The differences over chicken put Fox on the spot to the point that he decried the “obsession” with the issue when all he wanted to do was play down government “splits over Brexit” and talk up the potential of the UK leaving the European Union and being a free agent. However, he ended up spending much of his two days in the U.S. insisting that the UK would not be pushed around.
“We’re setting UK conditions, UK standards,” Fox told Bloomberg Television. “We’re neither going to be members of the European Union nor are we totally bound to the United States.”
Fox published an 871-page report in Washington on Tuesday highlighting UK trade and investment in the 435 U.S. congressional districts, pointing out that Britain is one of the top five exports markets for 302 of the districts. He said the UK-U.S. working group on trade would “work to provide certainty for businesses as the UK leaves the EU and look to expand future trading links with the U.S.”
However, the gap between EU and U.S. standards was one of the factors behind the failure to agree on an earlier free trade deal. Britain will want to avoid a similar failure in the future, but its consumers “are especially sensitive about food hygiene following the mad cow disease outbreak in the 1980s,” Bloomberg said.
Agricultural interests have historically held a big sway over U.S. politics, Bloomberg says, and that is especially true on environmental regulation and trade. Farming areas are over-represented in the Republican coalition that elected Trump, Bloomberg thinks, meaning that influence may be even stronger now.
Moreover, when President Trump tweets about a potentially “big and exciting” trade deal, it’s worth noting the countries have very different notions about the scale of exports to each other. The president frequently rails against the trade deficit as evidence that America no longer wins. Fox pointed to the “relatively good trade balance” between the two countries as a reason for optimism and said 700,000 U.S. jobs are supported by trade with Britain.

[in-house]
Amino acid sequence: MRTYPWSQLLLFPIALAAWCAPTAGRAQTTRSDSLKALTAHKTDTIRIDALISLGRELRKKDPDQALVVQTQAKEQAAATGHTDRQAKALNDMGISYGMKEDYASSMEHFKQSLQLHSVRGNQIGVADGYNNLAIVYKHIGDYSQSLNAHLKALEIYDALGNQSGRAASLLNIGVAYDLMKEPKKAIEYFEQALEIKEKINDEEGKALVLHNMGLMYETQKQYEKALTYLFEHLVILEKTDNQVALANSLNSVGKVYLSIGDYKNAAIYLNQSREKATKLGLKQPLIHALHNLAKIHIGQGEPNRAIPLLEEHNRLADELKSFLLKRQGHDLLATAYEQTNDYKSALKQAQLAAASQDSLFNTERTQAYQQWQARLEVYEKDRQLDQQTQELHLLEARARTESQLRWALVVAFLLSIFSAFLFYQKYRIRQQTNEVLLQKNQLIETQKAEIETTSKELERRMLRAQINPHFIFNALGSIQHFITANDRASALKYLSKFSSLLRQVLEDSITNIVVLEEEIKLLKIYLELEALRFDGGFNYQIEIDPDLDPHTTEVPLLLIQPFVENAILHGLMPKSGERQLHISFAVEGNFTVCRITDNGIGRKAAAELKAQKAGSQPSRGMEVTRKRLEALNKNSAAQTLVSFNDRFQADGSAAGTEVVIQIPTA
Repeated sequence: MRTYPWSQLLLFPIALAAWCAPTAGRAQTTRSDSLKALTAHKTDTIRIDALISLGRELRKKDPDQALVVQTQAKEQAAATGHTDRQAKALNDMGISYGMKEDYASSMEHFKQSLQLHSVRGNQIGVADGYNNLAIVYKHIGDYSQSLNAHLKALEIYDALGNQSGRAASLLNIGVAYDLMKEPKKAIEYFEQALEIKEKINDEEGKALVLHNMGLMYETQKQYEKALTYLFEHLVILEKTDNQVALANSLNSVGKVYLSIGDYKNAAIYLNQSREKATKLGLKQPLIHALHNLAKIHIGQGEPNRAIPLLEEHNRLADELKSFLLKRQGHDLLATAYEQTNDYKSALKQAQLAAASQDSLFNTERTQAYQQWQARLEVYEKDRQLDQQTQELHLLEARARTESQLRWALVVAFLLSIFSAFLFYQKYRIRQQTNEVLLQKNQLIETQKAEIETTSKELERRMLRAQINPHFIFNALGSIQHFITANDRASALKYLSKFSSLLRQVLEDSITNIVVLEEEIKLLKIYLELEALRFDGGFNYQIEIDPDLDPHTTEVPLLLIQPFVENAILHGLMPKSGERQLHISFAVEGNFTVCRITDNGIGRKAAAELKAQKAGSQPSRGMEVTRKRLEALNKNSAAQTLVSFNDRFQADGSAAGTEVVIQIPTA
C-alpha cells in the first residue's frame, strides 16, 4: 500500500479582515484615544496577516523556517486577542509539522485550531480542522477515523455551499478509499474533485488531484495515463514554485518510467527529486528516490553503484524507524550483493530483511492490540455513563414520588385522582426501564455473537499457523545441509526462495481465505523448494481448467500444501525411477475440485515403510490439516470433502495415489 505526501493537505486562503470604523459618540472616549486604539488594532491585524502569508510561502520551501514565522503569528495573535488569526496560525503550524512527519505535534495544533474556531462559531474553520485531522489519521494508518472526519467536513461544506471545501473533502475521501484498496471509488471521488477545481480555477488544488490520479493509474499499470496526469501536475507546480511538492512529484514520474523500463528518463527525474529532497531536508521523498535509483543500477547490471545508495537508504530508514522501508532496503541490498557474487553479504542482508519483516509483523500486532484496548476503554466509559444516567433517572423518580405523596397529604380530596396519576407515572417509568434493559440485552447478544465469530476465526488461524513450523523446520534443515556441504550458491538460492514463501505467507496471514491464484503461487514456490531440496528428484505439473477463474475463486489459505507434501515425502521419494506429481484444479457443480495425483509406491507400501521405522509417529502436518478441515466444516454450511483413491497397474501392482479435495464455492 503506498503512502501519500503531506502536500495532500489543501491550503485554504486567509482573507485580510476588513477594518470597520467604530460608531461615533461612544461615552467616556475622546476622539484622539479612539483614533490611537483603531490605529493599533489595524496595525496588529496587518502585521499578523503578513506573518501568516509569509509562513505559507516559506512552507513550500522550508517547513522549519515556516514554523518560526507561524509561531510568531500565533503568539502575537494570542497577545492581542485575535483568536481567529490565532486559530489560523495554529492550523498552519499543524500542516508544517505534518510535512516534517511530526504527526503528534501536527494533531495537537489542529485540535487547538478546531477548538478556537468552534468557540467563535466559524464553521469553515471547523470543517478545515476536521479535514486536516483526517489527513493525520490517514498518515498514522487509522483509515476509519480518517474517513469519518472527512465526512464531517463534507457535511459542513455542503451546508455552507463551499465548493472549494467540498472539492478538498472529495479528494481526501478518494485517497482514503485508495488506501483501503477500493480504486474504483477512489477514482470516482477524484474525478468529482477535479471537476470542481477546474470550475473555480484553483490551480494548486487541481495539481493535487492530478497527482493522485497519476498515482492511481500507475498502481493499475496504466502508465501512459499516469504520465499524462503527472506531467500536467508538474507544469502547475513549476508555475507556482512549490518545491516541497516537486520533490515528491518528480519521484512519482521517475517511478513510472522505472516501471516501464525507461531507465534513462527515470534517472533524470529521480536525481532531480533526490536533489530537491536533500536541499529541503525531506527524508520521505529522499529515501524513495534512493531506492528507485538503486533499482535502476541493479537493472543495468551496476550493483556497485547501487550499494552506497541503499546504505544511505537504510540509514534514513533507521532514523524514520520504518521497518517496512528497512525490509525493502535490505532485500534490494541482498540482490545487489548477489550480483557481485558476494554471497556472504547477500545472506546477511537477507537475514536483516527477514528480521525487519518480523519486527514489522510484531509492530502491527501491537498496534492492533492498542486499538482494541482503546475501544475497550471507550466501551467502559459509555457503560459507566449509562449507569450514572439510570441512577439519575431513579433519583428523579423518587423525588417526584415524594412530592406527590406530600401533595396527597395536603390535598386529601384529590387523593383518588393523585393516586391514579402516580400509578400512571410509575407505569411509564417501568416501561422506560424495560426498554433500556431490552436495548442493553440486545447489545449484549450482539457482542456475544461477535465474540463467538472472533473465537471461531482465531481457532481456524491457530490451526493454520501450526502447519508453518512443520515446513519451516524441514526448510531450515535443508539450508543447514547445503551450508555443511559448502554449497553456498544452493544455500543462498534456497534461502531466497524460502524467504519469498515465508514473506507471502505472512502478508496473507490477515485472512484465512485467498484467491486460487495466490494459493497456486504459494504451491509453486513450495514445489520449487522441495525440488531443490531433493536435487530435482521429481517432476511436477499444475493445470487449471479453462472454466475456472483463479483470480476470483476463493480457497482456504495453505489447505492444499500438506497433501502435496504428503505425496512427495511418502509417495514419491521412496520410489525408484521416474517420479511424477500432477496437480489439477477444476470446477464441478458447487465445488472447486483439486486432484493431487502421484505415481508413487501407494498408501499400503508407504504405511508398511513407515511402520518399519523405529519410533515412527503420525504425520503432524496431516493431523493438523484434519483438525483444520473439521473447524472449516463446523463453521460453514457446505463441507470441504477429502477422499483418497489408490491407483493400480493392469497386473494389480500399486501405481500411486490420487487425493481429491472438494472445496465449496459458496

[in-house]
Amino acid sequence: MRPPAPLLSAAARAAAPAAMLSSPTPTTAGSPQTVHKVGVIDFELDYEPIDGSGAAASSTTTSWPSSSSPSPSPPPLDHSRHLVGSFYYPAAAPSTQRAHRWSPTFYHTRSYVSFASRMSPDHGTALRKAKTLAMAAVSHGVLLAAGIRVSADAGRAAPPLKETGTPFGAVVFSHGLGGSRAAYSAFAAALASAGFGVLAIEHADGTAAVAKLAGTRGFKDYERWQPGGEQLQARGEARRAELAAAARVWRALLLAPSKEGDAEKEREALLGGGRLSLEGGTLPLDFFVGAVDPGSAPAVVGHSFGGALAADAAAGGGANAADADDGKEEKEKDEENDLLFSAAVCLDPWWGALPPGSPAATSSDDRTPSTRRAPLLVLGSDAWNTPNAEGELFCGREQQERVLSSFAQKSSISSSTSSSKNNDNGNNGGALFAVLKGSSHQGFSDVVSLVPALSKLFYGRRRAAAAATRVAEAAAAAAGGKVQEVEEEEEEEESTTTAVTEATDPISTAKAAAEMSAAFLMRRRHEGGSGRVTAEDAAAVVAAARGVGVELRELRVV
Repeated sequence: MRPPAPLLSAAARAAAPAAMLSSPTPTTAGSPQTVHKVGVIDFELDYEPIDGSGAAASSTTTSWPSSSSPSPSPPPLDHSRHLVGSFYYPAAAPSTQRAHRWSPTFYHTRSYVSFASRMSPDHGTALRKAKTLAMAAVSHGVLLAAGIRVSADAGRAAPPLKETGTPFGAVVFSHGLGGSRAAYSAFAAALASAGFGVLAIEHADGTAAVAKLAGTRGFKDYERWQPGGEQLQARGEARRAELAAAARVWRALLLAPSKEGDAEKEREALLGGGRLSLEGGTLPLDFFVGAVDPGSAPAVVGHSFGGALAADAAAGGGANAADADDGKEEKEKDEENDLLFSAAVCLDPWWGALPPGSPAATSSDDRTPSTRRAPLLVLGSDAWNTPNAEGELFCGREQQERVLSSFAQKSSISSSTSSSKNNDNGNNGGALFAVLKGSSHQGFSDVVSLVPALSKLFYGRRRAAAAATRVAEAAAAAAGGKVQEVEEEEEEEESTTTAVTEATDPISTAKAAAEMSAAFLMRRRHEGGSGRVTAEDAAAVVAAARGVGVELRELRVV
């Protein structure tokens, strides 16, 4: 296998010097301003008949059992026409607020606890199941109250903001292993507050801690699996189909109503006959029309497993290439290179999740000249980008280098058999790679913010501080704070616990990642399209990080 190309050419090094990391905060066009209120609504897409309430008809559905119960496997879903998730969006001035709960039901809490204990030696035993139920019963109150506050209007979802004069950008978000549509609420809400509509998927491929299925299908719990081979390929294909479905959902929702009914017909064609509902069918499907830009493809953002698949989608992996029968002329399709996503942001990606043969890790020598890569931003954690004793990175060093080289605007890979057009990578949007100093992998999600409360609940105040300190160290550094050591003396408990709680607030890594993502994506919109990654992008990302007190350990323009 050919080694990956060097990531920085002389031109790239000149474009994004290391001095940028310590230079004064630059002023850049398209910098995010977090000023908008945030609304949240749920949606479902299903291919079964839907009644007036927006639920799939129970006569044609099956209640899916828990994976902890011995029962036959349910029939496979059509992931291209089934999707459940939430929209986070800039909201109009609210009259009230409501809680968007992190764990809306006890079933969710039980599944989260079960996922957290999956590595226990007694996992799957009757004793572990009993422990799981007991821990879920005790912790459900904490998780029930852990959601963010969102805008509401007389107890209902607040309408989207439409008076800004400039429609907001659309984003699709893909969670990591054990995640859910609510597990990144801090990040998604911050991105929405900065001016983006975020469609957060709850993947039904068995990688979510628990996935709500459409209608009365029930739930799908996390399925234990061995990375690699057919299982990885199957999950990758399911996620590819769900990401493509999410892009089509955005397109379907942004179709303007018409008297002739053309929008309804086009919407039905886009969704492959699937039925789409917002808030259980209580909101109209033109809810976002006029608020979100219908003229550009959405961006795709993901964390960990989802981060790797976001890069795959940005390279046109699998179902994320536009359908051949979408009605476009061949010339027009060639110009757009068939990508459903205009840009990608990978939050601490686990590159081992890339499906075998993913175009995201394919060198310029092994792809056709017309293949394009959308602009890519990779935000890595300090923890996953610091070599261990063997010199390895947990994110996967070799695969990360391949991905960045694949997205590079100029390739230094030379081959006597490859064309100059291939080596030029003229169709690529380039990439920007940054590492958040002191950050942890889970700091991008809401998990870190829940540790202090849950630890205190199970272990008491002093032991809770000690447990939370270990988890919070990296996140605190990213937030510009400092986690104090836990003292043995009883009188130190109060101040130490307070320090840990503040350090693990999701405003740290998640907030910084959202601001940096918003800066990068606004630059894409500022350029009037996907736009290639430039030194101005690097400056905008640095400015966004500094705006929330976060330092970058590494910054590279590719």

Trade between the U.S. and the UK amounted to a surplus $48 billion a year as of 2015, according to Britain’s statistics office—although the U.S. Bureau of Economic Analysis calculated a surplus of $11.9 billion in the same year.
“Working on major Trade Deal with the United Kingdom,” President Trump wrote in a Tweet on Tuesday. “Could be very big & exciting. JOBS! The EU is very protectionist with the U.S. STOP!”
Economists and trade specialists have warned any deal will be difficult to deliver. Environmentalists and lawmakers worry about Britain’s strict food regulations being relaxed.
A report by the upper chamber of the UK Parliament said British farmers risk losing out to cheaper, imported food after leaving the EU if ministers don’t retain strict standards for animal welfare. UK farms have some of the world’s highest welfare standards, but also tend to be far less competitive at retail.
U.S. producers have long viewed the EU food policies as heavily protectionist and argued that they result in much higher food cost in both the UK and EU. As a result, the proposed new Food Safety regime raises the prospect of lower EU food costs—while safety maintaining safety standards or enhancing them.
Still, there are concerns in the UK about “rushing” into a deal and forgetting its top priority. Carolyn Fairbairn, director general of the Confederation of British Industry, emphasized, “Our members put the European Union negotiations first.”
So, we will see. It is hard to imagine that the UK will seriously hold out safety worries about products and processes Americans use safely on a daily basis. Still, the Brits have a reputation as hard bargainers and can be expected to push for the best trade deals they can negotiate this time, as well, Washington Insider believes.